Having and maintaining excellent data quality is a goal for many organizations. Good data will make your decisions more sound, protect, and stabilize your business. Bad data may alert you to the wrong priority, show an inflated crisis, or even point to a problem without one. Understanding the state of your data and developing a plan to improve your data will improve your storytelling and give you more confidence in your decision-making and prediction accuracy. If the data tells you the wrong story, you are inappropriately allocating resources that could hurt your business or clients.
Let’s start by understanding data quality basics. Regardless of the size of your data set or data system, these basic principles should be considered when estimating your data quality. You must understand that committing to improving your data quality, while necessary, is a major commitment. Data improvements are not a one-time project, but an ongoing effort to enhance your business infrastructure. The larger your data set, the harder the challenge is to clean. Many fear data quality because they don’t understand the data quality basics. Let’s give you some basic guidance.
Data quality is broken down into six principles. Each principle is important and should be considered collectively. These principles all start with the letter “C”.
Clean - Cleaning or cleansing is about detecting and correcting corrupt or inaccurate records. It is a column-by-column and row-by-row effort to repair missing data or discrepancies. The best place to start is to pick an area of your most critical data - data you use most frequently. Start with rows of data that are missing or blank. Fill in those empty holes. Next, clear the data in the same categories with spelling errors or old data categories. Update them to your new data standards (see the compliance section). Any data errors must be addressed and resolved consistently and ongoing for data to be clean.
Complete - Completeness refers to the comprehensiveness or wholeness of your data. For example, which data set is the most comprehensive if you have merged an old data set with a new one? You would need to bring the rest of the data set to the same level of completion as the best of your data set. Ensuring every data row has exactly the level of completeness as every data row. Completeness is not achieved until all rows and columns have the correct and appropriate data, including no missing or blank data.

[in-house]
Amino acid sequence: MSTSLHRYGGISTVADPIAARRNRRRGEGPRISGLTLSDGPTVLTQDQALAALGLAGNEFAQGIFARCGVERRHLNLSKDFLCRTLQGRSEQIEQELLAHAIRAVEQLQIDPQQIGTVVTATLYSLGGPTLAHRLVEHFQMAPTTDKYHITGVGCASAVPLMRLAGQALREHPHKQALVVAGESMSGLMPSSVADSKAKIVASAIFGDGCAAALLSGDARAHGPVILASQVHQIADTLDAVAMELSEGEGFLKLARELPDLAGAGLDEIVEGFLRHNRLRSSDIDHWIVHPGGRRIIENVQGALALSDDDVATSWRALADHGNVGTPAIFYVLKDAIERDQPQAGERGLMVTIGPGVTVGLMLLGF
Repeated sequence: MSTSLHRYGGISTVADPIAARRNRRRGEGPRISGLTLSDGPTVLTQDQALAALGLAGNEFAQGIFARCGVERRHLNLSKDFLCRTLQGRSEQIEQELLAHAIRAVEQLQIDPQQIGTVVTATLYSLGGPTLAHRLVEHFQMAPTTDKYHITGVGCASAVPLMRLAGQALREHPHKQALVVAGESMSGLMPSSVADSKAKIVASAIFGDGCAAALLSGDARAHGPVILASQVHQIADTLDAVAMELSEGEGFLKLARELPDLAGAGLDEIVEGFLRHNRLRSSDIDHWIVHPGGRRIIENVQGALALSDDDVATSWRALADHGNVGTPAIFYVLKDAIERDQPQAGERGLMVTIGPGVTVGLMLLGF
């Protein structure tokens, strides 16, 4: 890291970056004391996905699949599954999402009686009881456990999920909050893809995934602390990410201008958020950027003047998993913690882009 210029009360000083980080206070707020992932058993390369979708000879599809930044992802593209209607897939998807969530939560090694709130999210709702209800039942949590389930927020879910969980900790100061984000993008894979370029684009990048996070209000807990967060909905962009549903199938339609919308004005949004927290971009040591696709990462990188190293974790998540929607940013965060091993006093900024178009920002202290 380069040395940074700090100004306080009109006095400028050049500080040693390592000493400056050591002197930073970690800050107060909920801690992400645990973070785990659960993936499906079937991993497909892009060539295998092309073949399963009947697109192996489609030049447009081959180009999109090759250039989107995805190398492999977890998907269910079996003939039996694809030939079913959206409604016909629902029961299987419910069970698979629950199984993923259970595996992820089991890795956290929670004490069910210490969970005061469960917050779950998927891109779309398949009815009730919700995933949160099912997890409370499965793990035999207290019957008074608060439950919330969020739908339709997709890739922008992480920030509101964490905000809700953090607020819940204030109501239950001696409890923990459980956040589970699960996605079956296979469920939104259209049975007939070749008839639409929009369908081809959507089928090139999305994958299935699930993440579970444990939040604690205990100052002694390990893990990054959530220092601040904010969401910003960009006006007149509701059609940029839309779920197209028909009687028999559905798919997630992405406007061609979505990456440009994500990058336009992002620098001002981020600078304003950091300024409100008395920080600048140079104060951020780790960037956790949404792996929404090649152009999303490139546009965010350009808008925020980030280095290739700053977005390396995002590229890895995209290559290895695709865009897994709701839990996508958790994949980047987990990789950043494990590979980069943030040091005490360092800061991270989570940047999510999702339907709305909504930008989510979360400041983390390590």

Compliant - Compliance ensures that sensitive data is organized and managed to meet all enterprise business rules, legal, and governmental regulations. Earlier, I mentioned your data standards. Your data standards may come from established industry standards or business rules you create around meeting these data basics principles. Review the various types of sensitive data you collect. How is it being collected, improved, and reported? Who has access to change the data set? You will want policies and procedures around data access, collection, and reporting. To help you begin to design a plan for data cleaning, most importantly, you want to detail by field name, type, and answer the data you collect.
Consistent - Consistency means, regardless of the platform or formats the data lives in, all data reflects the same information across all systems within the organization. As part of your cleaning, redundancies need to be removed as a part of the preparatory step known as data normalization. The format of the data also must be your standardized format.
Credible - Credibility views the reliability of your data. In other words, the data must be perceived as verifiable as coming from a reliable source to be credible. To what extent can your data source be relied upon to ensure the data correctly represents your business status and client profile?
Current - Data is often time-sensitive, so it must be up-to-date across all systems, considering any changes that may render it obsolete or worthless. Integrations and APIs can help move data between systems. Caution - if your data is dirty, you are moving dirty data directly between systems. Try disabling integrations into you clean the data in your primary system before you enable your integrations.
If your organization makes data driven-decisions, you must take the time to understand the current state of and improve your data to be seen as credible and current. While overwhelming, it is important to move your business forward. Start small and expand from there. Understand the state of your existing data and then create a standard. Next, choose a place to start to improve your data.
Contact Pensivetastic today to discuss and collaborate on a path forward for your company and data. Supporting you is what we do. We’re here to help you get where you want to go.